Review "Feet of Clay": Knocks Your Socks Off!

LASTmatch Theatre Company presents

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FEET OF CLAY
At the Royal George Gallery Theatre, 1641 N. Halsted
Written by Stephen Louis Grush
Based on Anton Chekov's 'Three Sisters'
Directed by David Perez
Thursdays, Fridays and Saturdays at 8pm
Thru March 19th
Buy Tickets
Running Time:  Ninety minutes with no intermission

Reviewed by Katy Walsh

Orah hates her job.  Matty hates her marriage.  Iris hates her hometown.  Three sisters take inventory of their lives and try to figure out how to get unstuck.   LASTmatch Theatre Company presents the world premiere of FEET OF CLAY.  The Ledet family is commemorating the anniversary of their father's death.  To pay respect to the family, a few army guys visit their fallen comrade's home.  By inheritance, the house is owned by the scholarly, unemployed brother.  The sisters still call it 'their home' and act as unofficial hostesses.  Southern hospitality, food and bourbon keep the party going.  Underneath the wishful drinking, subtle activities are shifting to get the sisters moving.  The male guests are looking to rescue the gals from their misery.  On the flipside, the female guest is looking to change it all up to her advantage. True or perceived, love is the escape route out.  The outcomes are mixed.  Is it better to be stuck or unstuck?  FEET OF CLAY fits into a classic shoe but strides effectively in an army boot.

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Playwright Stephen Louis Grush pens a tight modern adaptation of Anton Chekhov's 'Three Sisters.'  Grush translates Russian into pure Americana.  Grush sets the play near an army base.  Instead of Moscow being the desired replacement, it's New Orleans.  Hopes are penned on the wistful memories of the disaster-denying city.  The show starts with a disturbing scene that is repeated later.  They seem odd until they become alarmingly relevant.   Under the direction of David Perez, for good and bad, this is real family.  They mock and love each other passionately.  The sibling bond is bittersweet.  It's a  you-drink-to-much- I- love-you-anyway functional family.  Conversations start offstage then playfully strut onto the porch.  Dialogue overlaps and sidebar with a natural party flow.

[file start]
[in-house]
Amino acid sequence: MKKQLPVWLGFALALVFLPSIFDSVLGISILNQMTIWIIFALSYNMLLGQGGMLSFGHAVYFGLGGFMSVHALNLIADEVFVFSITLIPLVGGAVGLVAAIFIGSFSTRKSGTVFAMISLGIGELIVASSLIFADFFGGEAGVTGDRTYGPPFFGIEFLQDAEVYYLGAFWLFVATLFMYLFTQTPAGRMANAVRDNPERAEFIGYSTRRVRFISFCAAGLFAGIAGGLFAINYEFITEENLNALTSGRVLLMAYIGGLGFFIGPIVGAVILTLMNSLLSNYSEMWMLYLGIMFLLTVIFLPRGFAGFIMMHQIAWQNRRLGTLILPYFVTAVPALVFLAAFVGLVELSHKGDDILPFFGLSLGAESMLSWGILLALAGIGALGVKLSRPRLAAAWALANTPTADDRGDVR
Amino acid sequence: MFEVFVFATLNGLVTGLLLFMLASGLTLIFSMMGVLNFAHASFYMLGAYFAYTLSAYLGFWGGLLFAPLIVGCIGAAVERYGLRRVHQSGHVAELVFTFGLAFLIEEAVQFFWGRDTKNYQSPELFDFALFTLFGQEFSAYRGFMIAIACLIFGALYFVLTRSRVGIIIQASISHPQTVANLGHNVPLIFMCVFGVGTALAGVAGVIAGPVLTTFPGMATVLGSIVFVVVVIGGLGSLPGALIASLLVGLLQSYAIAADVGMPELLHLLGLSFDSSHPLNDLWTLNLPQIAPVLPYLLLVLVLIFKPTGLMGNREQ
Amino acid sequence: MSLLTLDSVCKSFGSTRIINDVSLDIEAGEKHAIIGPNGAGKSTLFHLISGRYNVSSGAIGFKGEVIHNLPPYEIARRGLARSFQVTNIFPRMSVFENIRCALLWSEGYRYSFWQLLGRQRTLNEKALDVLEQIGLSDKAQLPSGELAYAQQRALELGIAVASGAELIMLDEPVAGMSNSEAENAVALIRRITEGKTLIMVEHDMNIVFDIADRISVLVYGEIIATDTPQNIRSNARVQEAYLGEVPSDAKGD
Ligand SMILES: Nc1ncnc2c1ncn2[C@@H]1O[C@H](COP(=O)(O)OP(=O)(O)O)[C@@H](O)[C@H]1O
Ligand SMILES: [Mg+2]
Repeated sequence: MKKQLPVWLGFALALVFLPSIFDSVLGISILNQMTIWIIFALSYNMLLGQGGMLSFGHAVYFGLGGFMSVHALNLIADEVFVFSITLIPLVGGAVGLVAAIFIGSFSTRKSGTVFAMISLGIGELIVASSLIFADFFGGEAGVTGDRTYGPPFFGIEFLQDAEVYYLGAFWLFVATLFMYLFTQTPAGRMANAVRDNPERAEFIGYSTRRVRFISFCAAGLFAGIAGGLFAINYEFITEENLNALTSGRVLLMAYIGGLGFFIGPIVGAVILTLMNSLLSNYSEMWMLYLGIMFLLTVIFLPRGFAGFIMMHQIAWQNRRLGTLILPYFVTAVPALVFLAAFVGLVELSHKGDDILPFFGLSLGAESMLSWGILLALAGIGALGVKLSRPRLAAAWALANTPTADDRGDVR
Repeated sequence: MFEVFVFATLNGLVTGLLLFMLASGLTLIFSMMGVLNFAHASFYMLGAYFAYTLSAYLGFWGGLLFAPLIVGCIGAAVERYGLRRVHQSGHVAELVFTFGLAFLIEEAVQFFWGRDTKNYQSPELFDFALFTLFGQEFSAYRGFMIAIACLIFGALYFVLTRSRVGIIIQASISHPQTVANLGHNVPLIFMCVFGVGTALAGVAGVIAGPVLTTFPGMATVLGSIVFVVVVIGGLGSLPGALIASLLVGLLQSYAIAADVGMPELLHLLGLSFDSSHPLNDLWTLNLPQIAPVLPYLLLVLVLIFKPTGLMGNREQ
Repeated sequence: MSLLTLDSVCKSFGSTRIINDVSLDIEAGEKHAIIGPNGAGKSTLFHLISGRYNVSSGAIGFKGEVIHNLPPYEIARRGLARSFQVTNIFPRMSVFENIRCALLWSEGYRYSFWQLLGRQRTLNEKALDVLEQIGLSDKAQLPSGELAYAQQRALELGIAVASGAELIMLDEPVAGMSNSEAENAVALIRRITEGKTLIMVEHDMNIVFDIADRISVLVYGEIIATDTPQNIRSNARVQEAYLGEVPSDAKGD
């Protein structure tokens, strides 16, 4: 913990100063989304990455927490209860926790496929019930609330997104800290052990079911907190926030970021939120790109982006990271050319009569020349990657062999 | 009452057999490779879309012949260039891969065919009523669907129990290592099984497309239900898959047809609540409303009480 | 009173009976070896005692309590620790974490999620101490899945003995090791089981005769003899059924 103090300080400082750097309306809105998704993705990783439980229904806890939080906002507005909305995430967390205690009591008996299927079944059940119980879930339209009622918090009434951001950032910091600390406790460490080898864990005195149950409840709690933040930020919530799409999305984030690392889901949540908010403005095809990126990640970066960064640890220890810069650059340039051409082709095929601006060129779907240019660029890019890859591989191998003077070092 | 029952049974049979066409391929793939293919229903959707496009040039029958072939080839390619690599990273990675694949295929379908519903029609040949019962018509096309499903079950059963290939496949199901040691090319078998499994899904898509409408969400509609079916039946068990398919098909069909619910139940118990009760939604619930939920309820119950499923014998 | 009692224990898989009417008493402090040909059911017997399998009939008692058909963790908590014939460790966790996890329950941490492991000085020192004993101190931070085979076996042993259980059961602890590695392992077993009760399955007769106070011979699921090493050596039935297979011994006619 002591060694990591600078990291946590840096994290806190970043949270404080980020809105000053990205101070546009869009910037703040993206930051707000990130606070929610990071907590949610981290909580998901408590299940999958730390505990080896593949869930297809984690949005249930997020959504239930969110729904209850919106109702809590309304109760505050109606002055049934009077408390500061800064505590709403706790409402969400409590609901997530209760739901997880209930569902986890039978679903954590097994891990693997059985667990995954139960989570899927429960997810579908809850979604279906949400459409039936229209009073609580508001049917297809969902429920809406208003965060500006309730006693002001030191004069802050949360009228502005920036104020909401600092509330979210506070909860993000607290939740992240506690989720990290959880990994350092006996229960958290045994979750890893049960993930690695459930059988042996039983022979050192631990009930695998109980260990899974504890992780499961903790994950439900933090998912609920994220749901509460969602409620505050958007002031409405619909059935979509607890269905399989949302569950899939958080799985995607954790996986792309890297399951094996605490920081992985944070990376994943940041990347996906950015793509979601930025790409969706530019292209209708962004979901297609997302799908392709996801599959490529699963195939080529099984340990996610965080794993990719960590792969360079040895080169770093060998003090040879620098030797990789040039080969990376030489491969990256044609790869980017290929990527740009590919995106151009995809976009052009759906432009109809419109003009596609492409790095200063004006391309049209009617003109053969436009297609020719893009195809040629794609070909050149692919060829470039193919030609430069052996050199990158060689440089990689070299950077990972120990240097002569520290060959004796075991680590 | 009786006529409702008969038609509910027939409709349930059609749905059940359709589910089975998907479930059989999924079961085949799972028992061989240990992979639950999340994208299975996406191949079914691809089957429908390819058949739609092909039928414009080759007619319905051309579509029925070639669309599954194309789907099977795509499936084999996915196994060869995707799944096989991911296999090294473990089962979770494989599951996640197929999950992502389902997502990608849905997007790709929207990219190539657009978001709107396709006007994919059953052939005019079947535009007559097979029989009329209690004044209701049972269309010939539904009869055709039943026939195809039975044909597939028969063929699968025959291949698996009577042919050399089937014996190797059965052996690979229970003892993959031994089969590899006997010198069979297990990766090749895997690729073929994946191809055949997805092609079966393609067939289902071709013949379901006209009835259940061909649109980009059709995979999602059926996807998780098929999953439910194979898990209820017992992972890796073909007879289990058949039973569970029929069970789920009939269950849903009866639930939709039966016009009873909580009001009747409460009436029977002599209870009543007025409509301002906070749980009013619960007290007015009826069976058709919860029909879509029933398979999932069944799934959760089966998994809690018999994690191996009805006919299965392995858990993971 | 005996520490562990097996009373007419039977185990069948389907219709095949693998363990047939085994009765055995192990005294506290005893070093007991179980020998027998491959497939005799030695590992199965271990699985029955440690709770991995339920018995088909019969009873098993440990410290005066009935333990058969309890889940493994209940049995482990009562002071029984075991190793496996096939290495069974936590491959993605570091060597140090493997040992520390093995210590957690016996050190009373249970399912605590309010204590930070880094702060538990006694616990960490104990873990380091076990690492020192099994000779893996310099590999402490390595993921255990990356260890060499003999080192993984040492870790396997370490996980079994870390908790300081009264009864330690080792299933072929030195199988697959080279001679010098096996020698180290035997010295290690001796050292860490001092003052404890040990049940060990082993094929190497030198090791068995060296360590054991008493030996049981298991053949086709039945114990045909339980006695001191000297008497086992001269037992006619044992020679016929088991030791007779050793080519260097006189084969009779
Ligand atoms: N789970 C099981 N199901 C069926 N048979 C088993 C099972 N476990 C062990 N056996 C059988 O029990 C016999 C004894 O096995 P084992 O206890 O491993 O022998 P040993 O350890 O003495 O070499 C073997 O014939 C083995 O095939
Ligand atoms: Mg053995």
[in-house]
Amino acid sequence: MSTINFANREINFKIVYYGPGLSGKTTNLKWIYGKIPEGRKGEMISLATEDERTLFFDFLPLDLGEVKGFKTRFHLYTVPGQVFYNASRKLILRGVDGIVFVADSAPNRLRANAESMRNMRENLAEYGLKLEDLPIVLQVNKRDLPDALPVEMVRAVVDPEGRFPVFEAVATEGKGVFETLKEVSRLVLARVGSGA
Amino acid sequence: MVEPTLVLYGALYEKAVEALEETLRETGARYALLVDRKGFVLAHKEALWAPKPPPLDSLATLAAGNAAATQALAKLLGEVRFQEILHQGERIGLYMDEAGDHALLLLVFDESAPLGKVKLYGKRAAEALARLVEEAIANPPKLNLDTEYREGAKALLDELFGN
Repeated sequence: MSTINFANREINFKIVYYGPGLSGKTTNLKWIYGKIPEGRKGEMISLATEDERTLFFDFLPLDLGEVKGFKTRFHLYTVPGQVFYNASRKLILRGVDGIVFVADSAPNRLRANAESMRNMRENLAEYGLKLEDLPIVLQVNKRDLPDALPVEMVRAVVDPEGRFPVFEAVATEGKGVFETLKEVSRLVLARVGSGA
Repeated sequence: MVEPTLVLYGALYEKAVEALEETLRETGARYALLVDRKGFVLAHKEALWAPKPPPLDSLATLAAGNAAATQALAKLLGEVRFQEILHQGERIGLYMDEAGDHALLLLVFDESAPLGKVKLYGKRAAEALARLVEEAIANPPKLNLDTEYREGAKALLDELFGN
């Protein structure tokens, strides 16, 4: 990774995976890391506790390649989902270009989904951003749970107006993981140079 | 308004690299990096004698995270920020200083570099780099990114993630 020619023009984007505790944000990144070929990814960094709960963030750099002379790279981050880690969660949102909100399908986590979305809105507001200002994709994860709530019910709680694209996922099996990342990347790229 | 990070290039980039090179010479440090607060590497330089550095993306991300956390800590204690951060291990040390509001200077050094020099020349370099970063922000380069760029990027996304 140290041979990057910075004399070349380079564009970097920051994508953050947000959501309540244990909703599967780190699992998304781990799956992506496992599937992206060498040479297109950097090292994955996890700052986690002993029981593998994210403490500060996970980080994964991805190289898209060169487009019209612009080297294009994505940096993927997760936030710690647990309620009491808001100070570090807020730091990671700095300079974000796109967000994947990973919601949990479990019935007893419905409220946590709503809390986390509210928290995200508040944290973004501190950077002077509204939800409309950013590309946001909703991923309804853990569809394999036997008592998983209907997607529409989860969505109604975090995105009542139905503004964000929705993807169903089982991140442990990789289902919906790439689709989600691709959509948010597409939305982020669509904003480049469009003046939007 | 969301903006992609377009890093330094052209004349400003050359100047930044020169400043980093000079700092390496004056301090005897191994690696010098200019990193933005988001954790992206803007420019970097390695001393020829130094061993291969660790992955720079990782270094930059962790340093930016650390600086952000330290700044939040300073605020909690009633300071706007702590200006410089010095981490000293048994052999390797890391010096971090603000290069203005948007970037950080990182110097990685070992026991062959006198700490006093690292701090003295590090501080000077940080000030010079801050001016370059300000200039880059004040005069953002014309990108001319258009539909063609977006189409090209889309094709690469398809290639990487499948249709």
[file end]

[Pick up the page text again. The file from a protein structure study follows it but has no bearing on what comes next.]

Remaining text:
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For a female-founded theatre company, LASTmatch Theatre Company produced a show with four strong women.  Not quite the 'ladies' from the classic, these sisters cuss and drink like sailors.  'I think we'd be a lot nicer with drinks in our hands.' Kimberly Logan (Orah) is hysterical as the sarcastic sister.  She jabs with pungent one liners.  'All I do is think, I'm ready to do!' Leah Karpel (Iris) is sweet without being sappy.  Karpel plays practical idealist with a dreamy sensibility.  The desperate housewife, Jennifer Alexander (Matty) has a poignant discourse about the irrelevance of time.  The trailer-trash sister-in-law, Annie Kehoe (Nambi) is deliciously despicable as the bitchy home-wrecker.  The male ensemble members support the women showcase with understated but distinctive personas.  A stand-out, Craig Cunningham (Sonny) is riveting as a soldier plagued with service-oriented nightmares.  His intensity is haunting from silent stares to disturbing revelations.    

FEET OF CLAY march solidly into your head and continue to walk in place long after it knocks your socks off. 

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